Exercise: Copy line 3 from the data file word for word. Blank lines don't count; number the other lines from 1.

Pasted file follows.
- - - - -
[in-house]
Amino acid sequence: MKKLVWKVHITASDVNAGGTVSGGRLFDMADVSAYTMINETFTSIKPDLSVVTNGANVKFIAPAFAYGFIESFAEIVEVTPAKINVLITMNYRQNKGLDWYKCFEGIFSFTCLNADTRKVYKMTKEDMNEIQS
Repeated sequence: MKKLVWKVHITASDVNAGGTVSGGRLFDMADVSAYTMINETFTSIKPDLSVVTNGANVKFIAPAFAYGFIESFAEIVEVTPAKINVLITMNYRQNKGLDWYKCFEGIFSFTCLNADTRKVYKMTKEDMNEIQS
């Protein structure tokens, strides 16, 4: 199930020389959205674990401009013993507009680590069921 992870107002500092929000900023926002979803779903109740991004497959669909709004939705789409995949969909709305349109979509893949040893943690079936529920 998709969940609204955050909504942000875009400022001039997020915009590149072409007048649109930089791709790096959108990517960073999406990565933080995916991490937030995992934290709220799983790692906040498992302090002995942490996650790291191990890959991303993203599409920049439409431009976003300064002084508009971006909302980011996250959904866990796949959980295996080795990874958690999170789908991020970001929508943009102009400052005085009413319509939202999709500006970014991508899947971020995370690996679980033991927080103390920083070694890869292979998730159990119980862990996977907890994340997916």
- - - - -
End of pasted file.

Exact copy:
Repeated sequence: MKKLVWKVHITASDVNAGGTVSGGRLFDMADVSAYTMINETFTSIKPDLSVVTNGANVKFIAPAFAYGFIESFAEIVEVTPAKINVLITMNYRQNKGLDWYKCFEGIFSFTCLNADTRKVYKMTKEDMNEIQS